Out of Ur, Christianity Today’s blog, features Dr. Brad Wright and his analysis of the Willow Creek survey and REVEAL. Of course, this blog had that info on my January 8 post, Willow Creek Study Flawed Says Prof. If Out of Ur picked it up here, it’s nice to be noticed. But whether they did or not, it means that Dr. Wright’s analysis is getting noticed by the wider blogosphere, which will be helpful for all of us in the church conversation. I encourage you to read Wright’s 11-post analysis for yourself. Good insights.
Bradley Wright, associate professor in the sociology of Christianity at the University of Connecticut, has the best analysis of the Willow Creek study I have seen. Wright comes at it from a social science viewpoint, which is appropriate. He commends Willow Creek for tackling the survey, but critiques their methodology and interpretation.
Wright says that Willow Creek made the following mistakes:
- Willow Creek’s study is a marketing study more appropriate for “brands” than people.
- Willow Creek over-interpreted the data. Social science studies are more nuanced and results are less dramatic. Particularly helpful is Wright’s discussion of ‘regression to the mean’ in understanding spiritual growth.
- Willow Creek’s 4-stage spiritual growth categories are weak. Wright introduces Starke and Glock’s more detailed identification of religious categories.
- Willow Creek has no control group in its survey data. The result is that there is no benchmark to gauge how other non-WC church members or even non-church members of any group ‘grow’ compared to WC members.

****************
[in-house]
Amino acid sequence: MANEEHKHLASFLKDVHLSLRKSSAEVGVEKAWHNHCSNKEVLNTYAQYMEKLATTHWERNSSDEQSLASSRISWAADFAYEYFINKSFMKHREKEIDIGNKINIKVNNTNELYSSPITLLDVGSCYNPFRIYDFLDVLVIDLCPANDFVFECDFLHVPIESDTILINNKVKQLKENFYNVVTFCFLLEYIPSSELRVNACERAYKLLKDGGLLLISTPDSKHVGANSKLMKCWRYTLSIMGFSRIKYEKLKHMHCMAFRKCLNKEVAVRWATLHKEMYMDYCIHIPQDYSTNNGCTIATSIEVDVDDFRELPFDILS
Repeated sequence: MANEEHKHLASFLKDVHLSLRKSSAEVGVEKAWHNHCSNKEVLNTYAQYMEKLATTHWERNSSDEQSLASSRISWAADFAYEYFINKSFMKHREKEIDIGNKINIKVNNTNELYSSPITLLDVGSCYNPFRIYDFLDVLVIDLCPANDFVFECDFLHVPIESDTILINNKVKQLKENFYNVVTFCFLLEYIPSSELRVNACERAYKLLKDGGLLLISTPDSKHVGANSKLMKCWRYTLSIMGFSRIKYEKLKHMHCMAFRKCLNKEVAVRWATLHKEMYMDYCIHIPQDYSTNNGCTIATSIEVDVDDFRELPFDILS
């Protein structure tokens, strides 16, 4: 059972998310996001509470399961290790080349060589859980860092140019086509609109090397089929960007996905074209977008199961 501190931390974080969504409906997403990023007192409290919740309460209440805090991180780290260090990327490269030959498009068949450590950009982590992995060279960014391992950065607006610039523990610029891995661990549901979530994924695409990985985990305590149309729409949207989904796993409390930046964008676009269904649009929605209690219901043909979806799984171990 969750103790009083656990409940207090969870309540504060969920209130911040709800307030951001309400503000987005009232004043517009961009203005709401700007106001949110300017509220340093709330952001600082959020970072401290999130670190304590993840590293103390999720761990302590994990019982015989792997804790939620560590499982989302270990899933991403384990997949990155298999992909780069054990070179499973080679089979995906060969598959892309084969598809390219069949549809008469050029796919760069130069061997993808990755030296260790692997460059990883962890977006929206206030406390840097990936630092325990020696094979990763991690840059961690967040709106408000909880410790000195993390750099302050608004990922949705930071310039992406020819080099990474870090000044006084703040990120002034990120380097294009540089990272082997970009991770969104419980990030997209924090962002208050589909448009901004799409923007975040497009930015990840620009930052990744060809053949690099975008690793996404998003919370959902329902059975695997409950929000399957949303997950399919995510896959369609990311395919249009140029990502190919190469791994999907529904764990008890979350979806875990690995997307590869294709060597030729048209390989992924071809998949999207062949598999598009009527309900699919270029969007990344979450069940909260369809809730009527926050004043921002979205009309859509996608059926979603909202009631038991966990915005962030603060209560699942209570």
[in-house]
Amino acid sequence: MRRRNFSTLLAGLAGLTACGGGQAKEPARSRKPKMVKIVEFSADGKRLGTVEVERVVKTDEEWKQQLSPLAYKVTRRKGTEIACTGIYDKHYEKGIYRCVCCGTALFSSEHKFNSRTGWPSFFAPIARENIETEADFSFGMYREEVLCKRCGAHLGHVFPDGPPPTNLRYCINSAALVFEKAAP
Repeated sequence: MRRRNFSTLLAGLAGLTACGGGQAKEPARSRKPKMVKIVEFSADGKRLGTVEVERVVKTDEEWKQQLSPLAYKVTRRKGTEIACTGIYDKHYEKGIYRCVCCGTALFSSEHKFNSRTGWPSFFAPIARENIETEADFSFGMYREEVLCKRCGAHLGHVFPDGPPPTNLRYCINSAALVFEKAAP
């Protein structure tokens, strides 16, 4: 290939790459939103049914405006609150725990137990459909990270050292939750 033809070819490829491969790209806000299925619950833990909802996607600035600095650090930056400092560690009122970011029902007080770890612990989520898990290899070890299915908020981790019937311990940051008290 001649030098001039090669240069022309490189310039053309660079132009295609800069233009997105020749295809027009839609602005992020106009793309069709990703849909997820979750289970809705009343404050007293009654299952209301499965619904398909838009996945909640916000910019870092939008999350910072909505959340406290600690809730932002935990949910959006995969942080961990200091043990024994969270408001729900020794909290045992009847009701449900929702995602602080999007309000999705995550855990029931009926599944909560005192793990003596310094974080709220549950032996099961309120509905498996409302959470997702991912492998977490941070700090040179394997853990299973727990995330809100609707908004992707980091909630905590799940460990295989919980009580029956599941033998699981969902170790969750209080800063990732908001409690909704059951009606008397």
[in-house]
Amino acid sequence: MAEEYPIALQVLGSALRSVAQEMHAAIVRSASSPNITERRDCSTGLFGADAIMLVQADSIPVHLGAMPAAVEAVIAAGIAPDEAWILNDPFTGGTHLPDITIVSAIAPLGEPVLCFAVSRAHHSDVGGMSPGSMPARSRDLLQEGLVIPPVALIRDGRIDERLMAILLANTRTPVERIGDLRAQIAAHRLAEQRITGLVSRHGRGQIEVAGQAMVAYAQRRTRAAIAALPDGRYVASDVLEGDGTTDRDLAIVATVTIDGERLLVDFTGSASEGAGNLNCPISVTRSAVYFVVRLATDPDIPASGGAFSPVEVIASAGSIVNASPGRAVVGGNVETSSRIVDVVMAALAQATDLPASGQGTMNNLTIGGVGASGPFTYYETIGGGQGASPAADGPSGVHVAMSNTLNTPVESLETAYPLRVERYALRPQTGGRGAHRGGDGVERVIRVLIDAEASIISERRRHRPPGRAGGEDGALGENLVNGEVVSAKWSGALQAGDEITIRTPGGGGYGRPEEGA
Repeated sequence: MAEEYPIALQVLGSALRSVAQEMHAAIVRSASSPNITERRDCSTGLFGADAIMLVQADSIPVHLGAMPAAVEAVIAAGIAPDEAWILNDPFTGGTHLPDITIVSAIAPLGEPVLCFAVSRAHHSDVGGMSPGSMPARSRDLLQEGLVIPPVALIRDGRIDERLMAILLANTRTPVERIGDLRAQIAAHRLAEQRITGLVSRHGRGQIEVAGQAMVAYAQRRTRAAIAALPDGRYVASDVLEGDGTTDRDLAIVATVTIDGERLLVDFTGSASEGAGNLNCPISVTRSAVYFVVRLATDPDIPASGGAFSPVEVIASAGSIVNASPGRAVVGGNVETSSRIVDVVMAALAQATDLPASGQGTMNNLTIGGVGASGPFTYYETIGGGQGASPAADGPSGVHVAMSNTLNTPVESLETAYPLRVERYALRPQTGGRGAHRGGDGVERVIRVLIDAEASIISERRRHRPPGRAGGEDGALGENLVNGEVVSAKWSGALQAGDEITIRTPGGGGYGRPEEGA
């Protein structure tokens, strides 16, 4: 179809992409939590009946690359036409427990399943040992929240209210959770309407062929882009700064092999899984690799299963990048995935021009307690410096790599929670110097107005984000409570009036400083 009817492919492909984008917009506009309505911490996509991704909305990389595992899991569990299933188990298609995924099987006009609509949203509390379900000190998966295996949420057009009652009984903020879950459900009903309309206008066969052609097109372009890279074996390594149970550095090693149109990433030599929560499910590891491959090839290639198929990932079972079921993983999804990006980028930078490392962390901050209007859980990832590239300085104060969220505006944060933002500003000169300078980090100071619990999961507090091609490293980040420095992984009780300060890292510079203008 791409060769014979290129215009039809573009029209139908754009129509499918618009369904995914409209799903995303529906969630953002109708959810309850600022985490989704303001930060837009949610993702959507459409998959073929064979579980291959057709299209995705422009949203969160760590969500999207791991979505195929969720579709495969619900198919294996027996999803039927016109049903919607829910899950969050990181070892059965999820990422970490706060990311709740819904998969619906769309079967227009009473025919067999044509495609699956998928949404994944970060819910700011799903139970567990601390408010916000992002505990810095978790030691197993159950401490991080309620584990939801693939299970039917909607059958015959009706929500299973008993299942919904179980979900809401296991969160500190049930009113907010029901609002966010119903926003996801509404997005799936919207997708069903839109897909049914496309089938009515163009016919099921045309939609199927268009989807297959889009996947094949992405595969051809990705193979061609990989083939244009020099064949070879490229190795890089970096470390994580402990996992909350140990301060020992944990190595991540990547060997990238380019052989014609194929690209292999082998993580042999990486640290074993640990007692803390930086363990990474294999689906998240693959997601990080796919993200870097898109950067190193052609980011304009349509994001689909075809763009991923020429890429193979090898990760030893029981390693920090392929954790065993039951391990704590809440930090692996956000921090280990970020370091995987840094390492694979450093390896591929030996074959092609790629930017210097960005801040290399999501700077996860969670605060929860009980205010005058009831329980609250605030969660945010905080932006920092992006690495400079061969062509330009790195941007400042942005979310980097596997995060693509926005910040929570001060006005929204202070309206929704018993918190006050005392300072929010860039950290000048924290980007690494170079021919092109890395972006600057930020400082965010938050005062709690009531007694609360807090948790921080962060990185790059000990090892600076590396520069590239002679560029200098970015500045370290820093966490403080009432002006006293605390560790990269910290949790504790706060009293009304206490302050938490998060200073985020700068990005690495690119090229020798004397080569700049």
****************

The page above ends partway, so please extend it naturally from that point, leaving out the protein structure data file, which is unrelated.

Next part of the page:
- Willow Creek’s survey is a snapshot, but a longitudinal (long-term) study needs to be done to track the same group over time.
Wright’s analysis is helpful and if you can read all 11-posts on the WC survey, you’ll come away with a lot of good info. Before we all follow Willow Creek off another cliff, Wright offers solid, congenial, and helpful perspectives that should be a lesson for all churches in understanding spiritual growth. Also shows that even a Willow Creek doesn’t get it right all the time.
(Clarification: The use of the word ‘flawed’ in the headline is my choice, not a quote from Wright who avoids using that term directly. However, Wright’s 11-post series analyzing the survey design and execution led me to the conclusion that Wright is telling us there are serious flaws in every aspect of WC’s process. — cw)